Since our hardworking, much-appreciated, but also very sober-sided moderators quite rightly closed the thread where @xxx and @nugget and I were discussing great over-the-top ad copy from J. Peterman (believe me when I say that listening to music in one of these will improve your SQ!), Ron Popeil (Ronco was an actual record company!), and DAK (a company which actually sold audio gear, and still does!), I thought I might cast a wider net, and invite everyone to post their favorite purple-prose ad copy for audio products.
not exactly over the top copy. More on the lines of “More tops needed in the photo”
Or the last line in the copy “so you’ll have more money to spend on other lovely things”
I dug out my DAK bread-maker from the early 80’s and put it to work! 37 years and the electronics are still ticking!
Read the specs for this north of $30K streamer and/or Roon Core -
A fool and his money…
Well, it’s certainly overbuilt and overpriced. But the ad copy is pretty tame, I think.
Yeah, then again it isn’t ad copy, but supposedly a spec sheet.
So, probably off topic.
There’s nothing quite like George Gilder’s stuff from the 1990’s, of course. He ridiculously predicted that everything would be streaming (ha!).
Take this bit from his 1994 fulsome praise for Craig McCaw’s Teledesic:
Every so often, the media is taken by the notion of technology as a morality tale. In place of a gripping saga of unjustly obscure geniuses enriching the world by their heroic creativity in the teeth of uncomprehending bureaucrats and politicians, the media treat technology ventures as a school for scandal. We have mock exposes of computer hype, monopoly, vaporware, viruses, infoscams, netporn, securities “fraud” and deviously undocumented software calls. Pundits gabble endlessly about the gap yawning between the information rich and the information poor, thus consigning themselves undeniably, amid many yawns, to the latter category. While American market share climbs near 70% in computers, networks, software and leading-edge semiconductors, analysts furrow the brows of the Atlantic Monthly with tales of farseeing foreign teams, spearheaded by visionary government officials, capturing the markets of American cowboy capitalists. They spiel implausible yams of tough-minded trade warriors prying open the jaws of Japan for Toys “R” Us, closing down vicious Korean vendors of low-priced dynamic RAMs, or blasting through barriers to U.S. telecom gear in the Tokyo-Osaka corridor, saving the day for Motorola’s soon-to-be cobwebbed factories for analog cellular phones.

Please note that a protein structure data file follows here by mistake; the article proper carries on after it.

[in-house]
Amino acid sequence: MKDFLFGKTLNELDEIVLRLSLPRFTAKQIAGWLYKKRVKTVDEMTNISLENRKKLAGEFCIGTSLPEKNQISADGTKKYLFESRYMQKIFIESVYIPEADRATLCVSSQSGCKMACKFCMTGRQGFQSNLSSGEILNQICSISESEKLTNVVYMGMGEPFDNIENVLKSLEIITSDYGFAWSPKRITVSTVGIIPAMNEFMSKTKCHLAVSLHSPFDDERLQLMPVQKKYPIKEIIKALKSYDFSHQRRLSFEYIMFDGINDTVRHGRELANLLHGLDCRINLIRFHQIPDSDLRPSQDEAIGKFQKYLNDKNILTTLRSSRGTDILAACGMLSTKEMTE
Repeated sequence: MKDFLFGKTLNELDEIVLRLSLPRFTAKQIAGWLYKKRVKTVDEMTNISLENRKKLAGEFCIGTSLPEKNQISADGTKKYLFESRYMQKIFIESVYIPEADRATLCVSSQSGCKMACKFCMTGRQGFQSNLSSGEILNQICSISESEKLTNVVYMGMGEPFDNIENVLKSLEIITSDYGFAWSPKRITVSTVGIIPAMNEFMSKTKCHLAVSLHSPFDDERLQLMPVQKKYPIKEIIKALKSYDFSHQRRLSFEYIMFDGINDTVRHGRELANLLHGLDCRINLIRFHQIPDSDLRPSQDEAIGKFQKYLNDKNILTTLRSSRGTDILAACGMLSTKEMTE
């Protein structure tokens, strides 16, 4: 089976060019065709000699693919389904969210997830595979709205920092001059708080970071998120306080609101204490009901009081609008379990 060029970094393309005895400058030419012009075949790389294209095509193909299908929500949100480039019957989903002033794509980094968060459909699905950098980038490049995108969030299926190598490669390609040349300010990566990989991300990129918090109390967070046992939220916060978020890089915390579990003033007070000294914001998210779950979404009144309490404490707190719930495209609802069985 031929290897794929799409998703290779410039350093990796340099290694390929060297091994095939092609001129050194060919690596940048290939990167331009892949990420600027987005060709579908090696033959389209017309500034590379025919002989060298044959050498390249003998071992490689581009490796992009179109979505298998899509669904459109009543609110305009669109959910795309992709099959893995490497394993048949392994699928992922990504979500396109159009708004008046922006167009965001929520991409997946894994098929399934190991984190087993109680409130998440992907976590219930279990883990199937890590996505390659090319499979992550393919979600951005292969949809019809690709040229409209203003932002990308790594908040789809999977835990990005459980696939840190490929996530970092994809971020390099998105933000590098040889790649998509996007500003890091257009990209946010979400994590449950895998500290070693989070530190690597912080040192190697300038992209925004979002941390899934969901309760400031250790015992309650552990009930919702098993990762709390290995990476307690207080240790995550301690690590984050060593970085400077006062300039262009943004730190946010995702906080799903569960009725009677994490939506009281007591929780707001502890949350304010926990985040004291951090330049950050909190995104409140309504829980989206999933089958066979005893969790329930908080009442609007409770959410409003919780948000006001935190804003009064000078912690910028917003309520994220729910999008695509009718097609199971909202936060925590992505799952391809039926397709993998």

Likely off topic but there is a YouTube video where a young man reviews the receiver wars from 50s to late 70s. I most remember (owned) the Marantz 2270 as a bedroom system. There is one for sale on Reverb re-capped, LEDs and factory box. Really nice nostalgia.
Mine was a Sansui AU-717.
There is still a lot of them around, reconditioned.
AU-517 My sister still has it.
My AU-717 was stolen in 1982, along with my Seiko LCD wristwatch.
Sometimes, I toy with the idea -
For your sister -
Go for it -
@Bill_Janssen, sorry for the hijack.
Vintage equipment has a nostalgic appeal, but it would be difficult (for us) to find a use. I had the (or a) Sansui as well. They had classic looks, and the receiver wars was an interesting concept. My sister had a Fisher 500 (C?) receiver, AR3 (not 3a) speakers and a Garrad (?) turntable with Shure M93 cartridge. It sounded incredible in her family room in N. Miami Beach. She “wisely” gave it away so she could get one of those awesome solid state receivers. She thought transistors ruled.
Back to the thread, I did enjoy the ads from Heathkit, Lafayette etc.
In 8th grade, I had this friend (later got the Presidential Scholarship to Harvard and became a corporate president). He played me My Fair Lady and Camelot over the telephone while explaining the lyrics/plot. Low fidelity and high meaning.
Garrard, I think. They were very nice.